Even at the hospital, I would stick as close as I could to my dad. When he stepped out of the room to let the “ladies of the family” spend time with her, I had to leave with him. Listening to them talk about how “she’ll get through this,” and “she’ll be fine,” made me sick to my stomach. So instead, I sat with her in silence when no one was there, or I sat and leaned on my dad while we waited.
This lead to the fights. Every night, for two weeks, things would start out fine between myself and my sister. But the closer it got to midnight, the angrier we got and the more we began to scream. My sister still had hope, and she was angry. Angry at the situation, angry at God, and angry at me. My acceptance of the situation angered her. Although we made up every night, we still screamed and cried angrily at each other for two weeks straight.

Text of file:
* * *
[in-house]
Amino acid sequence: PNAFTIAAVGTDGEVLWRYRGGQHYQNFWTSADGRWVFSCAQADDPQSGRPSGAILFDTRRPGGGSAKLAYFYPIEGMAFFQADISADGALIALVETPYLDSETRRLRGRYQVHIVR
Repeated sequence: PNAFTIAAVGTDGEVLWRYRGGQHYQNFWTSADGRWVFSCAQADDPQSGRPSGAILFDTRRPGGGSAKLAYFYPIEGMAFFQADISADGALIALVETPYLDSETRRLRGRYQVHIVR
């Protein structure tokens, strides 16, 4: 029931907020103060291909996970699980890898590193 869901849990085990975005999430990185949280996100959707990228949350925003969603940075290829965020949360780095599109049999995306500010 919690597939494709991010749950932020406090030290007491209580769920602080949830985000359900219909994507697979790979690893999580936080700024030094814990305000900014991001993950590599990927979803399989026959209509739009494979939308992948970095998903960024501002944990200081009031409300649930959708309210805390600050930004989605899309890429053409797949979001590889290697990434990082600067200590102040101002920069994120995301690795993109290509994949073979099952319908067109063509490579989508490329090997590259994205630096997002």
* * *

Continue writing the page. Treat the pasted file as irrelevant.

I was angry. Angry at my sister for her false hope, angry at God for not letting me take my mom’s place, and angry at the world (an anger I haven’t fully let go of yet). I begged God, every night, to let me switch places. She had a husband, children, nieces, nephews, a family that loved her more than anything. They were my family too, but I didn’t have a family of my own or a husband of my own. She was worth more than I was. So I begged and pleaded, knowing the prayers would go unanswered. Then I finally did it. I told God, “If she’s not going to get better, then please just take her. Don’t let her suffer like this anymore. It’s not fair.”
That was one prayer, He would grant. On July 29th, 2010 it began to rain. Before 5 pm, my sister and I received a phone call from my aunt. She was rushing to pick us up, because it was time. The doctors said she was almost gone. As soon as we were in the car, the rain began to fall. And it didn’t stop.
We ran into the hospice. My sister ran in ahead of me and practically flew onto her body, while I trailed behind. Before I could enter the room, I heard the nurses say, “They don’t know…” It was done. She was gone.